Magazine article Clinical Psychiatry News

Imaging Detects Telltale Plaques in Alzheimer's Cases: The New Technique Could Pave the Way for Early Diagnosis in Living Patients. (Pet Scans in 14 Patients)

Magazine article Clinical Psychiatry News

Imaging Detects Telltale Plaques in Alzheimer's Cases: The New Technique Could Pave the Way for Early Diagnosis in Living Patients. (Pet Scans in 14 Patients)

Article excerpt

STOCKHOLM -- A Swedish-American collaboration has discovered a novel way to directly image [beta]-amyloid plaques in living humans, signaling a new era in the ability to test potential Alzheimer's disease treatments and to diagnose patients early in the course of the illness.

The finding has generated excitement in the Alzheimer's disease (AD) research community, since there is currently no way to definitively diagnose the disease prior to death--let alone at a time when beneficial interventions might be possible. The new findings from only nine patients and five controls are very preliminary, however, and many of the detailed technical issues still must be worked out, Dr. William Klunk said at a press conference held during the Eighth International Conference on Alzheimer's Disease and Related Disorders sponsored by the Alzheimer's Association.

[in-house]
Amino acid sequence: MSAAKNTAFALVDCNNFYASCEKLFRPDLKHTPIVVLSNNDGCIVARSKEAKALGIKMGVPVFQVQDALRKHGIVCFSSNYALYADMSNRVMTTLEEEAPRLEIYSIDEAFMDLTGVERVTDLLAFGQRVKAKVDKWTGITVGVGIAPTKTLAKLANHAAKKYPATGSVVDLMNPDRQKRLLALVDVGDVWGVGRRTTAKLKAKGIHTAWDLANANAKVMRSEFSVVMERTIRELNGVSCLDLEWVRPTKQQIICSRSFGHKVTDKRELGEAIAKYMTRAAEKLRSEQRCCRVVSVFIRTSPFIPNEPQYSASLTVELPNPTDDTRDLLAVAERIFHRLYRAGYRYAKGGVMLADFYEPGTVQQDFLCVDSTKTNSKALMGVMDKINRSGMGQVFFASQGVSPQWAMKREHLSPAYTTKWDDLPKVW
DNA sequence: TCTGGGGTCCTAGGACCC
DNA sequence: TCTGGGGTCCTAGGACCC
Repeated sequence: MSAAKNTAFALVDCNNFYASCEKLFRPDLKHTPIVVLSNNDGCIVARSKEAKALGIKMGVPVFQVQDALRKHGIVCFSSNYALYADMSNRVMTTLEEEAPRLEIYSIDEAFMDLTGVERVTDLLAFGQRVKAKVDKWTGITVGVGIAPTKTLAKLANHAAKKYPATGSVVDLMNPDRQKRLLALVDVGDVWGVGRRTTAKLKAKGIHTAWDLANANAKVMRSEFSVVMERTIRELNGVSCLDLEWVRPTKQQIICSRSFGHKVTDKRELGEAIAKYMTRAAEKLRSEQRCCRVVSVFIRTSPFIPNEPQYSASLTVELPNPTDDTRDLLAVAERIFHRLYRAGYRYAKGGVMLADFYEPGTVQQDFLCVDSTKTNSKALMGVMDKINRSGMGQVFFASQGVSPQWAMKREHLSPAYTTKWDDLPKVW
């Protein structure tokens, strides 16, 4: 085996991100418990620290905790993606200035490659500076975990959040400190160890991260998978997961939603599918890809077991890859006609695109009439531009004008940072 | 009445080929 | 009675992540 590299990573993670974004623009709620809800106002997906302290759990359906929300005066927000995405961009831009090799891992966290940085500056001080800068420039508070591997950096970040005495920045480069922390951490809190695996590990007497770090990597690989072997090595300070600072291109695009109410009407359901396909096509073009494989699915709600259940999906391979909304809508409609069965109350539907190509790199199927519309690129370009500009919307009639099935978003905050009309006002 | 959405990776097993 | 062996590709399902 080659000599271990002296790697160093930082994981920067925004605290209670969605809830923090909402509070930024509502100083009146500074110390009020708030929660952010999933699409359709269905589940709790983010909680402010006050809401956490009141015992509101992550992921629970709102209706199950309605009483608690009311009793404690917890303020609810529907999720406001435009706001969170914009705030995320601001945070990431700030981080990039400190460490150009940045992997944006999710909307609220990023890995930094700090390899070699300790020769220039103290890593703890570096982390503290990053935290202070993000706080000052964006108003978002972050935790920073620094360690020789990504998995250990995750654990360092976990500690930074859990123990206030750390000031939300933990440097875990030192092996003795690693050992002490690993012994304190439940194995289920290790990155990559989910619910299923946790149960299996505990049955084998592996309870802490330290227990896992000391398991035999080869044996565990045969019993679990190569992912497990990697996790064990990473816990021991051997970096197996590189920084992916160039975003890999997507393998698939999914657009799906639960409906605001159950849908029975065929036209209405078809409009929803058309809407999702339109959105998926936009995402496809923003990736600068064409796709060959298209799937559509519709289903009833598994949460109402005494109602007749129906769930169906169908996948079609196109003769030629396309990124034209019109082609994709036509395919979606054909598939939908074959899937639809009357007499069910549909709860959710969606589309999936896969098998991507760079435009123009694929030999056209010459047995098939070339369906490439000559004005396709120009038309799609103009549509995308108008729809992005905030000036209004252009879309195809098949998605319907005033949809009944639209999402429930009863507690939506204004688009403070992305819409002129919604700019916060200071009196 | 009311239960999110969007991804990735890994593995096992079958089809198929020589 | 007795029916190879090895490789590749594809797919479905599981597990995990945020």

Dr. Klunk, director of psychiatry at the University of Pittsburgh Alzheimer's Disease Research Center, was part of the team that worked for more than 10 years to identify a nontoxic compound that would cross the blood-brain barrier and bind specifically to amyloid without binding to normal brain tissue.

The compound, 2-(4'-methylaminophenyl)-6-hydroxybenzothiazole, was dubbed the "Pittsburgh Compound," or PIB for short.

Earlier this year, Dr. Henry Engler, a neurologist at the University of Uppsala (Sweden) and his associates intravenously infused PIB into nine patients with mild probable AD and five healthy controls.

PET scans conducted for 60 minutes revealed rapid uptake and retention of PIB predominantly in the gray matter of the frontal, parietal, and temporal lobes of the probable AD subjects' brains, but not in the cerebellum. …

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